Date of Award
Master of Science
Elizabeth S. Aversa
Pat L. Fisher, Doug Raber
The goal of this study is to develop a set of empirically and theoretically sound citation-based bibliometric indicators of scientific research performance and apply them in an exploratory comparative study of the University of Tennessee-Knoxville's Nutrition Department with three of its peer programs at the University of Florida, the University of Georgia, and Virginia Polytechnic Institute and State University over a five-year period (1992-1996). A search of the bibliometric literature revealed much criticism of the use of citation analysis, little consensus about the solutions, and even less empirical data applicable to departmental level studies. Therefore for the purpose of this study, self- citations were not excluded from the data, equal publication credit was given for multi- authored papers, and the two-year citation window was used in the calculation of bibliometric indicators and impact measures. The overall conceptual approach used was a limited version of Martin and Irvine's (1981, 1983) methodology of multiple converging indicators of scientific performance, using only bibliometric indicators, drawing on the citation data from the Institute for Scientific Information's Science Citation Index-Expanded, and the Journal Citation ReportsA set of eight empirically sound and theoretically justifiable indicators was developed and applied in this study. Of the four peer Nutrition programs evaluated, the UTK Nutrition Department ranked second in both the overall rankings and in the Actual Impact Group of indicators, and ranked third in the Publication Output and Benchmark Groups of indicators.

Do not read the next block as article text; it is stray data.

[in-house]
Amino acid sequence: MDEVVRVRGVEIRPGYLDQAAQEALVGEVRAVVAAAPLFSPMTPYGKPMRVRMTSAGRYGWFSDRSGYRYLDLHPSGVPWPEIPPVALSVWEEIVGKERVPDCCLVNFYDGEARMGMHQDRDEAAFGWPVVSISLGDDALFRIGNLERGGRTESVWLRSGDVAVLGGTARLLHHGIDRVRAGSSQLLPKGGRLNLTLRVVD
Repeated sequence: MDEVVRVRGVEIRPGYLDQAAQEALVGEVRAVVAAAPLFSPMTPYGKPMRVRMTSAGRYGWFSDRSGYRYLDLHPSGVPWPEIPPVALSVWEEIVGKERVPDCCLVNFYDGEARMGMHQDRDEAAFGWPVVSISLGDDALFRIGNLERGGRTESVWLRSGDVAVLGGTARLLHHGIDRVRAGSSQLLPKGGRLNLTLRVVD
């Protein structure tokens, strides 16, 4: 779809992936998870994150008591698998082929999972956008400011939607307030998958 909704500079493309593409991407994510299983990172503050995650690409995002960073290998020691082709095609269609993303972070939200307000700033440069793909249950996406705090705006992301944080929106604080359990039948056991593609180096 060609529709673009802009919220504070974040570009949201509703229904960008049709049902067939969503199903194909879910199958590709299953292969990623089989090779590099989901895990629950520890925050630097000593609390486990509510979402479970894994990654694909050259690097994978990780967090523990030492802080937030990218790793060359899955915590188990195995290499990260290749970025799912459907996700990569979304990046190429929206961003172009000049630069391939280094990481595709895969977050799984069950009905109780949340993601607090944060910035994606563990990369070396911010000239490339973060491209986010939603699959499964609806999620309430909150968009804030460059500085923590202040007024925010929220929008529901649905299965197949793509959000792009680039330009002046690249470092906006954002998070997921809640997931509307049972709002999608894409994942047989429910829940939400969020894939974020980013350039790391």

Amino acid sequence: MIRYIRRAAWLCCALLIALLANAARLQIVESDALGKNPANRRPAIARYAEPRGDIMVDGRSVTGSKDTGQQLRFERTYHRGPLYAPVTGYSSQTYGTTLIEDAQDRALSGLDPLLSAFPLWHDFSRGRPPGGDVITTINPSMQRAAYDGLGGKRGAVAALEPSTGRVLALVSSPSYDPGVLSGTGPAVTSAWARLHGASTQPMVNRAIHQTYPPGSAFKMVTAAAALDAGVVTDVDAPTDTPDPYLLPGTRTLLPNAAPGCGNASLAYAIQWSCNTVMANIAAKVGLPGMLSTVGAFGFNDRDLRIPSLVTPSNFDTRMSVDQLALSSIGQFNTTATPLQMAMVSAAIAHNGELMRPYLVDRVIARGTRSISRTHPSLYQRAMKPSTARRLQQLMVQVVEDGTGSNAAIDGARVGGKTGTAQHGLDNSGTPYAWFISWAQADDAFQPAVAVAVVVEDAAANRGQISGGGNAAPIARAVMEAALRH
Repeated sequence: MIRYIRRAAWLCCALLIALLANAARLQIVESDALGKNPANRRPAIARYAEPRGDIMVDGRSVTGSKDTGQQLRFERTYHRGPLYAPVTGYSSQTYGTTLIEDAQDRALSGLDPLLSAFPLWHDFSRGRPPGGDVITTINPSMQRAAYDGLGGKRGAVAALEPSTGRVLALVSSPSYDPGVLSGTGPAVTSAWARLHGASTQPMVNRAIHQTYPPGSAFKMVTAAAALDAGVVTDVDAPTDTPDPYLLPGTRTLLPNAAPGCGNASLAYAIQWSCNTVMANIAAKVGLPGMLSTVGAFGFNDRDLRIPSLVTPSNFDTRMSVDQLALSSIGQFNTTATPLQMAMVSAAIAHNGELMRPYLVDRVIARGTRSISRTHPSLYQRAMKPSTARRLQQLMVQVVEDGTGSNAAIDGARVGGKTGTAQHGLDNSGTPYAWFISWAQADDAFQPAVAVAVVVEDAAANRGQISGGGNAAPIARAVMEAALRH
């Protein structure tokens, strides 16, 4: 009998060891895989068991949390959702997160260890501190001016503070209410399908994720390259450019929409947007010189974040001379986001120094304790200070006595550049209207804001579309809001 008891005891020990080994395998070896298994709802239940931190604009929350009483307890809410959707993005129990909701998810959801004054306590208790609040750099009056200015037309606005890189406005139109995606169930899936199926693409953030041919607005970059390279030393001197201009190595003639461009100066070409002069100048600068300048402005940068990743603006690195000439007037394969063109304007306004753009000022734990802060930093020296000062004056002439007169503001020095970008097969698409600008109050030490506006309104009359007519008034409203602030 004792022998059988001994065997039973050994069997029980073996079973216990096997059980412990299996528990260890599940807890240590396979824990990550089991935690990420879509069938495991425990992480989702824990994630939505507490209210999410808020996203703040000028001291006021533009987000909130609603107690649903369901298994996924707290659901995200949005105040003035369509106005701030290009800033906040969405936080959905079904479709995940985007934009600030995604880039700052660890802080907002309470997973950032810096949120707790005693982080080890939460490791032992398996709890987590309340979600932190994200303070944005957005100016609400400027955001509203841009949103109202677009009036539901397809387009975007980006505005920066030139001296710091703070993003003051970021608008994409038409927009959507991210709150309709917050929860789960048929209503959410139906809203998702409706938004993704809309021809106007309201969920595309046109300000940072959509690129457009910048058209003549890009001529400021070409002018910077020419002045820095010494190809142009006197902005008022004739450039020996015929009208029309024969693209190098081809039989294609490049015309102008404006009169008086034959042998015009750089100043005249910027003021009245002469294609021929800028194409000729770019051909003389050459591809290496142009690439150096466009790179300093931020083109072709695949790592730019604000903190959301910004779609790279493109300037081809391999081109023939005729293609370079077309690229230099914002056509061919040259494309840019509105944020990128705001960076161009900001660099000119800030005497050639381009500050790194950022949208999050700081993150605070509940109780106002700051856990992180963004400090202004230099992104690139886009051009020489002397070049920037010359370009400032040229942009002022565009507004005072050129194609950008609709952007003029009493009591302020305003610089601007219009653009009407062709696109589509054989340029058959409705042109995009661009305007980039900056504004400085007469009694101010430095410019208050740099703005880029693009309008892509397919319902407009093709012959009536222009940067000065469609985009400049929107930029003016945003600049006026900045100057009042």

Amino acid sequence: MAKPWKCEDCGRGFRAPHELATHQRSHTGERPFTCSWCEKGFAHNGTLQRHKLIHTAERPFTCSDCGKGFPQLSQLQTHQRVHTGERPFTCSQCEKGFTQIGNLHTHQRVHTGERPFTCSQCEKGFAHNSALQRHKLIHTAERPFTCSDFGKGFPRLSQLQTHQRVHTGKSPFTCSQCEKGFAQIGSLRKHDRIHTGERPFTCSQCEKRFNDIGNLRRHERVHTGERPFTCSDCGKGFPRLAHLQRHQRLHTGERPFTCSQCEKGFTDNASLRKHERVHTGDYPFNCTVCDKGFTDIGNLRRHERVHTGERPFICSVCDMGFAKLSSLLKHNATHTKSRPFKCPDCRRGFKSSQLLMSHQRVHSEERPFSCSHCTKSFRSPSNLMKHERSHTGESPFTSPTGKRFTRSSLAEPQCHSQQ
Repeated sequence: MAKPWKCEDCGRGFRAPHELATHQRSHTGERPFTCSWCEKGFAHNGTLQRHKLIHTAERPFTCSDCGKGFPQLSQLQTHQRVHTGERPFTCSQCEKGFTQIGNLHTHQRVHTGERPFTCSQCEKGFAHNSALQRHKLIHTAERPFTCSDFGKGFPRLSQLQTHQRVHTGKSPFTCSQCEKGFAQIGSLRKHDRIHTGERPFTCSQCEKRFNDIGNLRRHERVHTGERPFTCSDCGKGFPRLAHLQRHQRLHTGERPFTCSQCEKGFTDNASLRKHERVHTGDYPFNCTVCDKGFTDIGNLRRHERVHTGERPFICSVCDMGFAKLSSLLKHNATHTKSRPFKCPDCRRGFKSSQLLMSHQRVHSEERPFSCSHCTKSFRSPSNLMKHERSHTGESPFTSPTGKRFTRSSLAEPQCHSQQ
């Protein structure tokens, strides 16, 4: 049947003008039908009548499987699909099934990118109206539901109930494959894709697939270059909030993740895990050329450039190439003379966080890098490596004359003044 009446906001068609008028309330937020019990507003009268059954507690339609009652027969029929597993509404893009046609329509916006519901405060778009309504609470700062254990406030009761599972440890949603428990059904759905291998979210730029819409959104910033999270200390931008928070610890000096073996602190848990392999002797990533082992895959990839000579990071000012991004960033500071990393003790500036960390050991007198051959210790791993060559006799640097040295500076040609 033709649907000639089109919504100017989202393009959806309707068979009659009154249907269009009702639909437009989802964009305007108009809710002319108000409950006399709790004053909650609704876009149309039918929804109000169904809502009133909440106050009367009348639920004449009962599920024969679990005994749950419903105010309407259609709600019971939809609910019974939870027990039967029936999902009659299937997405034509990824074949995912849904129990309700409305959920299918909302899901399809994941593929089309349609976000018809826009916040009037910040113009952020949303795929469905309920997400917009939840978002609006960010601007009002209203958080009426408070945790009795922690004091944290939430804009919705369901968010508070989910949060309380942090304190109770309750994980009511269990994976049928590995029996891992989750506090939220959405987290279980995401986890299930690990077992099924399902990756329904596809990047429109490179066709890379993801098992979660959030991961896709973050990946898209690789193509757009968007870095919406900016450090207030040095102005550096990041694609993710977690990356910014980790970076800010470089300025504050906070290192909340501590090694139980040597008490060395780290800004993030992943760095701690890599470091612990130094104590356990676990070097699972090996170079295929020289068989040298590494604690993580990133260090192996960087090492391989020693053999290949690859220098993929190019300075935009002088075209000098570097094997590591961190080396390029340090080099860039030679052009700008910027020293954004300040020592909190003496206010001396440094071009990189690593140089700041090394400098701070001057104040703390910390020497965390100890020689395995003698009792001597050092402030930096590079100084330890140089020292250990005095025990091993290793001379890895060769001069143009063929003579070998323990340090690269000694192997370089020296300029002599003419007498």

Ackermann, Eric George, "Developing comparative bibliometric indicators for evaluating the research performance of four academic nutrition departments, 1992-1996 : an exploratory study. " Master's Thesis, University of Tennessee, 2001.